Duddon Estuary

The clouds dispersed to reveal the estuary

domed with blue.

A cold north wind blowing

but in the shelter of a hedge

the sun felt warm, springlike

with birdsong

and the first frogspawn in a ditch.

The rising, full moon high tide paused

at the outer edge of the saltmarshes

where the birds gathered;

curlew, oystercatcher, redshank.

Then the sea quietly,

relentlessly, marched on over the marshes

scattering birds, forming islands of green

that gradually disappeared underwater.

A stream of sea pushed in past our feet

to the railway embankment

signalling the time to leave

this inbetween place

to the sea and sky

and the birds.

Stillness in movement

Can you find the stillness in movement?

Not by searching, but by the experience

Of becoming aware of your body

As you move through this world.

Not by trying, but by doing.

Progress through space,

Present within your body,

Aware of what is inside, and what is outside

And then do nothing but the movement;

Hiking, running, tai chi, yoga,

Or simply strolling leisurely through your day,

Washing the dishes, cleaning the house,

Even, perhaps, tapping at a keyboard.

At home within yourself.

Not striving, not searching,

Not analysing, not judging,

Not doing.

Just moving

Until you sense the stillness within.

Counting birds

These graphs tell a story

A ski slope line runs from the year I was born,

Downhill to today.

A precipitous decline

In numbers

Or visualise it another way.

A gullimot fledgling’s daring plunge from the cliff,

The rapid whistling descent of a displaying snipe

The airborne dive of the gannet,

The mournful cry of a lone curlew.

The echoing silence of once busy seabird cliffs,

Fields full of crops, but empty of birds,

These graphs tell a story

But the story isn’t finished

How it ends is up to us.

Starbathing

A glimpse, from the window, of stars.

The great bear, or saucepan,

Tracing a line to the north.

After that, I had to go out.

Grabbed my coat,

Turned my face upwards,

Greeted familiar landmarks in the sky.

It’s so easy in winter 

To come home from work in the dark,

Spend the evening indoors,

Miss the simple wonder outside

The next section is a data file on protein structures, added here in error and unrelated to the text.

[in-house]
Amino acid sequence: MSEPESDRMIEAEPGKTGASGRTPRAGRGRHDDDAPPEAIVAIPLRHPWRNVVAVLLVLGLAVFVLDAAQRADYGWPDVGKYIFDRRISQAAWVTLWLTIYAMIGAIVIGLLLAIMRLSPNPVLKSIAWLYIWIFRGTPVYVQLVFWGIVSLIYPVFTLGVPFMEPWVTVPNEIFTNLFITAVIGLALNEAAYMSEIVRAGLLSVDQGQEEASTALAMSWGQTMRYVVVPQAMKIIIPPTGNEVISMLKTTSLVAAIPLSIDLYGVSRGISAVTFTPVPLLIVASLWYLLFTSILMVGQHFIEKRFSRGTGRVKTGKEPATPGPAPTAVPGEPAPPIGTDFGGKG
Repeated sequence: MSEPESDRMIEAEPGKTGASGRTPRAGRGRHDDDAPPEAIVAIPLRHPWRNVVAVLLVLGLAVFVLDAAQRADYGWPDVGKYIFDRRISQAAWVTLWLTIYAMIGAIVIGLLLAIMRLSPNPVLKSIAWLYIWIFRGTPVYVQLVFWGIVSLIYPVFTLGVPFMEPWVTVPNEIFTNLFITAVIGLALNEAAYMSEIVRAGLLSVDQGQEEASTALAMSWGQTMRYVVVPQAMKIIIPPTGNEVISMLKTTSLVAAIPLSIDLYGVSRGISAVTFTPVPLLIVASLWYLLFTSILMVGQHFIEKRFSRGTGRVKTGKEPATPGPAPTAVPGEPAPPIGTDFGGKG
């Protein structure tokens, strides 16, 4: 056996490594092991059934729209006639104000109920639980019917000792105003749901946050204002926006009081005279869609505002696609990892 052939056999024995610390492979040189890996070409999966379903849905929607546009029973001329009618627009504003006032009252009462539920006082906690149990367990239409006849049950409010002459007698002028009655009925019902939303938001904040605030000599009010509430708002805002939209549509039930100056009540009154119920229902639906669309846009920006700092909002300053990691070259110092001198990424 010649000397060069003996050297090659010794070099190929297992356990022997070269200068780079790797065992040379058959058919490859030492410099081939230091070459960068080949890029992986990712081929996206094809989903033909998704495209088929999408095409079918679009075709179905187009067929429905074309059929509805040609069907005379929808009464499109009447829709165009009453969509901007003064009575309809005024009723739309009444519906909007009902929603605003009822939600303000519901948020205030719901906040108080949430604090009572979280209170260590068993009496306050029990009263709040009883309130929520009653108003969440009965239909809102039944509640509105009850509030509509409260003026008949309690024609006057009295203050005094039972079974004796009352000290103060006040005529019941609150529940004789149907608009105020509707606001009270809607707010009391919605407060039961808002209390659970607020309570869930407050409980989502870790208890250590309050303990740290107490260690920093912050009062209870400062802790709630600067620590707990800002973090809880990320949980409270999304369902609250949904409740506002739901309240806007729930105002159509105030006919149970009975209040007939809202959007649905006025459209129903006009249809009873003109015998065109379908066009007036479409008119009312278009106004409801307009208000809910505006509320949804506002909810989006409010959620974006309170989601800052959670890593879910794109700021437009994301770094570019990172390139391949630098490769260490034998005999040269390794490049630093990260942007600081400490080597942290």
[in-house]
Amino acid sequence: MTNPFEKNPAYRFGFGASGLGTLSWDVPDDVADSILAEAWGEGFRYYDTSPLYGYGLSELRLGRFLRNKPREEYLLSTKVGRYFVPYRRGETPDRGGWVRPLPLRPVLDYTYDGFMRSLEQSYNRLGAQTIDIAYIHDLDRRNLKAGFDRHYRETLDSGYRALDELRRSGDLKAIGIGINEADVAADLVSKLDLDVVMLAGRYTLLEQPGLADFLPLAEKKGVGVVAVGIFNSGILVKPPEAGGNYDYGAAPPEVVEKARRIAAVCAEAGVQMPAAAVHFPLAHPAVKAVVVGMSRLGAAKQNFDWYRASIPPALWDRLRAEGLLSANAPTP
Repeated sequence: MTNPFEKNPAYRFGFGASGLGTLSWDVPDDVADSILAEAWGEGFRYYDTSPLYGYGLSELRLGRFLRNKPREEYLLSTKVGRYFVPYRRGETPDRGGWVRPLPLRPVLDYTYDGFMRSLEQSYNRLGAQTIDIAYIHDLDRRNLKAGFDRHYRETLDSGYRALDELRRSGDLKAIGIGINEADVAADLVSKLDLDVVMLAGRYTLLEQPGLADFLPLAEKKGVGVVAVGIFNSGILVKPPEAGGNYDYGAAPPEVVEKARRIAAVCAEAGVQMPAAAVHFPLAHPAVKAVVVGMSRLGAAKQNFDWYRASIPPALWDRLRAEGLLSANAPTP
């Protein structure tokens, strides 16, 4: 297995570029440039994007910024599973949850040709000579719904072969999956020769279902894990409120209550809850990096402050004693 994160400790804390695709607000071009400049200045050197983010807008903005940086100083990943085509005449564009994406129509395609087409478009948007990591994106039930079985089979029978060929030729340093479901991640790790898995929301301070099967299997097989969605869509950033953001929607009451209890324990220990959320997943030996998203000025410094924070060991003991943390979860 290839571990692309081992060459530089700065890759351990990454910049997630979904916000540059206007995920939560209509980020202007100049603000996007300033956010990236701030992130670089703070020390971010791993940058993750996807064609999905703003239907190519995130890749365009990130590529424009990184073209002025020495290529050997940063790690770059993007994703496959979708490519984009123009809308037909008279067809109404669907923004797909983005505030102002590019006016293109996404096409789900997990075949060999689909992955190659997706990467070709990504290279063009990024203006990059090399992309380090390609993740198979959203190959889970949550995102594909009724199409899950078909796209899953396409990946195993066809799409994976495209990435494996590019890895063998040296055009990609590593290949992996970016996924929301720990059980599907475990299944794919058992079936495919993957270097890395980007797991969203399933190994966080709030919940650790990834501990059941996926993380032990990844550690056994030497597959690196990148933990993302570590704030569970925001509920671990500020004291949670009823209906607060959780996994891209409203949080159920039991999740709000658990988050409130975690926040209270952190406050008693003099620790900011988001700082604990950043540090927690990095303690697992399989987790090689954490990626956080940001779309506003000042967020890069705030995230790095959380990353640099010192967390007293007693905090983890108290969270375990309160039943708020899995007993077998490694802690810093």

Of a ceiling of stars.

The owls were quiet tonight

As I stood

Starbathing.

Tension and relaxation

Tension is who you think you should be,

Relaxation is who you are.

So they say, and I would agree

And I have practiced being relaxed, and gone deep in that practice.

And yet….

And yet….

Despite knowing, in my body, in my mind

How good relaxation feels,

In my daily life tension still wins.

At work, behind a computer,

Trying to get things done, getting irritated by the little things,

Or worrying, or wondering why it’s just not all done better, or quicker.

My muscles tighten as my mind tightens.

This is the real me in so many moments of my life,

The me with tension.

And to relax requires an effort of will, a decision, a choice.

It’s a choice I fail to make, over and over again.

I’ve just come back from tai chi class

And I feel great

The feeling will carry over into tomorrow

Then it will gradually dissolve back into tension and forgetfulness

Using too much effort, and trying too hard.

One of these days I’ll make a different choice. 

Until then, tension is who I am, relaxation is who I am not allowing myself to be.

Sometimes I wonder, as I practice tai chi, 

Just why I keep going,

What I’m achieving

It is me, coming back to the choice between tension and relaxation.

Learning to choose relaxation in each moment,

So that one day I will truly be able to say

That relaxation is who I am.

Dreaming of flying

Running along the ground

Then uphill, through the air, 

As if climbing an invisible flight of steps,

And then I am flying.

Soaring above buildings, trees,

Free.

Feeling the sensation in my whole body.

I wake, exhilarated.

I’ve had this dream only a handful of times in my life,

Always vivid,

Always when I’m on the brink of an adventure.

I think it’s time

To have it again.